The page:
“A group of Evangelicals decided to have a month-long protest, where they vowed to stay outside of Parliament for every Friday until the hearing, and that’s actually what sparked all of the commotion,” she added. “Before that, people probably knew that it was happening – but I don’t think anybody was this passionate about it, besides the activists.”
Trinidad was one of 9 Caribbean countries that still criminalized homosexuality, but it definitely was not enforced – something that anti-gay protestors were quick to use against the activists: why do we need to change the law if you’re not getting in trouble anyway?
“People are asking, if it’s not being used, then why challenge it all of a sudden?” Terry-Ann said. “But everyone has a right under the constitution to challenge laws if they feel they infringe on their human rights.”
Human rights. It’s a phrase that we definitely take for granted – because most citizens don’t have their rights challenged. But for the LGBTQIA+ (which stands for Lesbian, Gay, Bisexual, Transgender, Queer/Questioning, Intersex, Asexual or Allied + more) community, not just in Trinidad, or in the Caribbean, but all around the world, their human rights are challenged, and certainly not promised. In fact, before Thursday, there were 72 countries in the world that criminalized homosexuality. And with our country’s newest ruling, there are only 71.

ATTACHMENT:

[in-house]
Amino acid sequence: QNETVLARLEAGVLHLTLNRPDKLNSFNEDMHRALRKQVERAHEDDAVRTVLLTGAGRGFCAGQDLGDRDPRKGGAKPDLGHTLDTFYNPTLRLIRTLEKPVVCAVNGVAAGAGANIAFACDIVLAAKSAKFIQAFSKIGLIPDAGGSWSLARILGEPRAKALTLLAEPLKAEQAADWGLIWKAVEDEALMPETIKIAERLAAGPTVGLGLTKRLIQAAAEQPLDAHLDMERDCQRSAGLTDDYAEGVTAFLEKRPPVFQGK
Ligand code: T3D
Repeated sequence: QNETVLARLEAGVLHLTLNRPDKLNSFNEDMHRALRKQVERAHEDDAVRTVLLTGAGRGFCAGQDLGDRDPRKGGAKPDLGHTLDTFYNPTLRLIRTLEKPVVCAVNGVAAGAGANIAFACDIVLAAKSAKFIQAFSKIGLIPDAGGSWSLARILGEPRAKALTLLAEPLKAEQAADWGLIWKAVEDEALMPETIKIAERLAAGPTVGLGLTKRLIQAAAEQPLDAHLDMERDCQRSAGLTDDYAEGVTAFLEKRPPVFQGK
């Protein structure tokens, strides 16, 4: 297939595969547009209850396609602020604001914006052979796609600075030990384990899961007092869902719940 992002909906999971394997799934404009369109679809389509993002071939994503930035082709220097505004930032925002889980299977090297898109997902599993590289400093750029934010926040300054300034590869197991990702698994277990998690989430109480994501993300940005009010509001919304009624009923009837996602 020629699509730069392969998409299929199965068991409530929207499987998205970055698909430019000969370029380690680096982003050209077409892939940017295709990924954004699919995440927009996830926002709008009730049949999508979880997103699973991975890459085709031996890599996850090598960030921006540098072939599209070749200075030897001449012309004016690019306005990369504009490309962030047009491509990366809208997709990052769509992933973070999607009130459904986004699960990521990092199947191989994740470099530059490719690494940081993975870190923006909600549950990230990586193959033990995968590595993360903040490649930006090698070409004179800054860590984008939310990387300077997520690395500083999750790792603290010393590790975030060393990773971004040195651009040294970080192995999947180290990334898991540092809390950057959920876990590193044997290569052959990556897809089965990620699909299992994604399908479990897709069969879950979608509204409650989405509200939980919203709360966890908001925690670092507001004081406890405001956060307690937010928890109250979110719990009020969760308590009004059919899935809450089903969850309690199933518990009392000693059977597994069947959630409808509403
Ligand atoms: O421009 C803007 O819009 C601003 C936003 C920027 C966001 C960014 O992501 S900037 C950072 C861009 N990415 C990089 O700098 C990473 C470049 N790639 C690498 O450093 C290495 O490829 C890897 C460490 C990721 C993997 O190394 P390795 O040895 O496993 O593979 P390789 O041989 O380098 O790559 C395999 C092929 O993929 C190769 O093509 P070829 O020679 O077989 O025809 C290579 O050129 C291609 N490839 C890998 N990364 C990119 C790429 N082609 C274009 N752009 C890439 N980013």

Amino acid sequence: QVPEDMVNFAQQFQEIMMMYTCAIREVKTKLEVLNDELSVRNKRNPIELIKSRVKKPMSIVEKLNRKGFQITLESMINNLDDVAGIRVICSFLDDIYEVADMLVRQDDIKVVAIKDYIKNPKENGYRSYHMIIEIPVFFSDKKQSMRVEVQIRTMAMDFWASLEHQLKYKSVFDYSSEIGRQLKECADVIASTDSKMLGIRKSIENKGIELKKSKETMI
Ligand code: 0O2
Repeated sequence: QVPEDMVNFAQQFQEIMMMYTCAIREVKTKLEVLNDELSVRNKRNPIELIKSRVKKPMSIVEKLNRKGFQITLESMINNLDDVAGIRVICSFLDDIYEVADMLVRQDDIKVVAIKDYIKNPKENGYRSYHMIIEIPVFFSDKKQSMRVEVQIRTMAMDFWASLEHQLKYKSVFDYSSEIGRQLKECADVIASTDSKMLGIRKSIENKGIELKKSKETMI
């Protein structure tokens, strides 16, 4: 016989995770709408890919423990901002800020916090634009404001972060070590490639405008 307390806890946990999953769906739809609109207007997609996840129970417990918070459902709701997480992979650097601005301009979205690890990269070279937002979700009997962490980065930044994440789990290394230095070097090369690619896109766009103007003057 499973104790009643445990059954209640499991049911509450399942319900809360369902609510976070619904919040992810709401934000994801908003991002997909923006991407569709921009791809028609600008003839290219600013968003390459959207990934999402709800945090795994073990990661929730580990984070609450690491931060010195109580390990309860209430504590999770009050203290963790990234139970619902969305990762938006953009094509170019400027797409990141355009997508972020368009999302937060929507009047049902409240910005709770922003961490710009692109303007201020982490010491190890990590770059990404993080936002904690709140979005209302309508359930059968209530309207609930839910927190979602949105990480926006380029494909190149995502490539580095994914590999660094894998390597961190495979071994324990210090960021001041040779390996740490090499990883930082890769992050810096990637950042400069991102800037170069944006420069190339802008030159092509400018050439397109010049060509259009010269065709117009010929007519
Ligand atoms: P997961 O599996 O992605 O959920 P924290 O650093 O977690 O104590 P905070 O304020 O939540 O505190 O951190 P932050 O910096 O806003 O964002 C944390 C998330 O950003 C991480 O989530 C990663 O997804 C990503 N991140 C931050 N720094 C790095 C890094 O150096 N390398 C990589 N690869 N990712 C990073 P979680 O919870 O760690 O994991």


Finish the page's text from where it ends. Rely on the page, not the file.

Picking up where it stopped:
“The court declares sections 13 and 16 of the [Sexual Offenses Act] are unconstitutional, illegal, null, void, invalid and of no effect to the extent that these laws criminalise any acts constituting consensual sexual conduct between adults,” explained Justice Devindra Rampersad, as he delivered his ruling on Thursday.
A major misconception – and admittedly, one that I had as well – is that Jones’ win in court will mean that homosexual couples can get married – and that’s not even the case. This ruling just allows for them to be who they are: in the comfort of their own home, in public, in private – and without the threat of a 25-year jail sentence just for being their truest self.